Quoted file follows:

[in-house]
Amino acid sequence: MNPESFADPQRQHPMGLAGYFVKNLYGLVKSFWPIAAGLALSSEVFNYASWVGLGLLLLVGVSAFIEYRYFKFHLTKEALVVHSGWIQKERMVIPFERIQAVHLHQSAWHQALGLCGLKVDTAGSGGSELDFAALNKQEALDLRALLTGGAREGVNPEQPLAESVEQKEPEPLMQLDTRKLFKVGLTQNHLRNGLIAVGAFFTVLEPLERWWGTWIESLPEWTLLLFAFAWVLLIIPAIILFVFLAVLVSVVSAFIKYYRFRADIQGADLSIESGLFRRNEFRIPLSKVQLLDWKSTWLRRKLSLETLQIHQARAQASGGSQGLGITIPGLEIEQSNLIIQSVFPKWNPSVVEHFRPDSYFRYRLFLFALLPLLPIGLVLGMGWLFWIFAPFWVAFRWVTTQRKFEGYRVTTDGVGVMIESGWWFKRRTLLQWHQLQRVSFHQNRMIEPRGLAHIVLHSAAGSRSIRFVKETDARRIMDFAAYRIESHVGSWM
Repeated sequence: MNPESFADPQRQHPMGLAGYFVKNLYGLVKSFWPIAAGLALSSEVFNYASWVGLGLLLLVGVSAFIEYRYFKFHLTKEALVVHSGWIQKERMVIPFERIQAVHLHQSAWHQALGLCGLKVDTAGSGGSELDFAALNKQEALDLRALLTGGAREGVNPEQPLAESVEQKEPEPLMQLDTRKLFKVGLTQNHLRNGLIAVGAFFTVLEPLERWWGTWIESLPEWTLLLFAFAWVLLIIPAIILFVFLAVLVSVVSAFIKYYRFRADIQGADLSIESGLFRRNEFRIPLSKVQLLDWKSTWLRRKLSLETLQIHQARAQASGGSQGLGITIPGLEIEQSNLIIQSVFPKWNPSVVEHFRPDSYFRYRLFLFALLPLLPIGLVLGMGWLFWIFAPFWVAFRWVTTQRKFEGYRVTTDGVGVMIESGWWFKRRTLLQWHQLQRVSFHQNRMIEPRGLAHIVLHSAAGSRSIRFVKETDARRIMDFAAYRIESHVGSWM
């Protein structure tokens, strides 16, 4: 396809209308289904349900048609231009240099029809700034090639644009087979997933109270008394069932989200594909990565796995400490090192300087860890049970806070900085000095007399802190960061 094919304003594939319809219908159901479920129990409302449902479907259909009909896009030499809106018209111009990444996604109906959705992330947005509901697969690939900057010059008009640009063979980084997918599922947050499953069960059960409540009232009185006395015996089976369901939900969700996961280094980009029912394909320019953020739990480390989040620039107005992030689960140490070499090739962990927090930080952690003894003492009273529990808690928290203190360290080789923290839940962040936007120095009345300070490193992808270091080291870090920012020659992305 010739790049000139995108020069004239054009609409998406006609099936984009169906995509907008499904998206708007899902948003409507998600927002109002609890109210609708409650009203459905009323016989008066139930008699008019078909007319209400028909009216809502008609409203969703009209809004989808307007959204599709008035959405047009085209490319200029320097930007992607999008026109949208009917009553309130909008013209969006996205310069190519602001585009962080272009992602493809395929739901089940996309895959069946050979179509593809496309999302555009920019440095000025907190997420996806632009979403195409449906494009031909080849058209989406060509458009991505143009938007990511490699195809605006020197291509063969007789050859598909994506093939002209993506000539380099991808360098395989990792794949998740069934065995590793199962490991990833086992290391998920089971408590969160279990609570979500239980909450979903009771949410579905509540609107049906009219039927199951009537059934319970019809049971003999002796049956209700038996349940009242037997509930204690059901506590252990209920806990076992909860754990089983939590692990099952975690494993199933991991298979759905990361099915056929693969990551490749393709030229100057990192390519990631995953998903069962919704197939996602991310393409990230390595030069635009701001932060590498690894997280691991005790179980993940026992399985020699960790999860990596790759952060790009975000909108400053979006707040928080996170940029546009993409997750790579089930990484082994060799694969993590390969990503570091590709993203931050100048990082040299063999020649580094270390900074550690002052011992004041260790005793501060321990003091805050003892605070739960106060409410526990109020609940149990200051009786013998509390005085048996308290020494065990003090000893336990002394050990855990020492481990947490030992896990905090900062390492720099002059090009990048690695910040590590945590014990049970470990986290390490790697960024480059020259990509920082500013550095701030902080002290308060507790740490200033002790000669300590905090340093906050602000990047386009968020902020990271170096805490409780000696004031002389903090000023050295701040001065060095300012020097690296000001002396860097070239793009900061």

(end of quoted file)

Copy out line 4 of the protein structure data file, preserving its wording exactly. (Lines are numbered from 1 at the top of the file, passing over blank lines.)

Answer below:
């Protein structure tokens, strides 16, 4: 396809209308289904349900048609231009240099029809700034090639644009087979997933109270008394069932989200594909990565796995400490090192300087860890049970806070900085000095007399802190960061 094919304003594939319809219908159901479920129990409302449902479907259909009909896009030499809106018209111009990444996604109906959705992330947005509901697969690939900057010059008009640009063979980084997918599922947050499953069960059960409540009232009185006395015996089976369901939900969700996961280094980009029912394909320019953020739990480390989040620039107005992030689960140490070499090739962990927090930080952690003894003492009273529990808690928290203190360290080789923290839940962040936007120095009345300070490193992808270091080291870090920012020659992305 010739790049000139995108020069004239054009609409998406006609099936984009169906995509907008499904998206708007899902948003409507998600927002109002609890109210609708409650009203459905009323016989008066139930008699008019078909007319209400028909009216809502008609409203969703009209809004989808307007959204599709008035959405047009085209490319200029320097930007992607999008026109949208009917009553309130909008013209969006996205310069190519602001585009962080272009992602493809395929739901089940996309895959069946050979179509593809496309999302555009920019440095000025907190997420996806632009979403195409449906494009031909080849058209989406060509458009991505143009938007990511490699195809605006020197291509063969007789050859598909994506093939002209993506000539380099991808360098395989990792794949998740069934065995590793199962490991990833086992290391998920089971408590969160279990609570979500239980909450979903009771949410579905509540609107049906009219039927199951009537059934319970019809049971003999002796049956209700038996349940009242037997509930204690059901506590252990209920806990076992909860754990089983939590692990099952975690494993199933991991298979759905990361099915056929693969990551490749393709030229100057990192390519990631995953998903069962919704197939996602991310393409990230390595030069635009701001932060590498690894997280691991005790179980993940026992399985020699960790999860990596790759952060790009975000909108400053979006707040928080996170940029546009993409997750790579089930990484082994060799694969993590390969990503570091590709993203931050100048990082040299063999020649580094270390900074550690002052011992004041260790005793501060321990003091805050003892605070739960106060409410526990109020609940149990200051009786013998509390005085048996308290020494065990003090000893336990002394050990855990020492481990947490030992896990905090900062390492720099002059090009990048690695910040590590945590014990049970470990986290390490790697960024480059020259990509920082500013550095701030902080002290308060507790740490200033002790000669300590905090340093906050602000990047386009968020902020990271170096805490409780000696004031002389903090000023050295701040001065060095300012020097690296000001002396860097070239793009900061």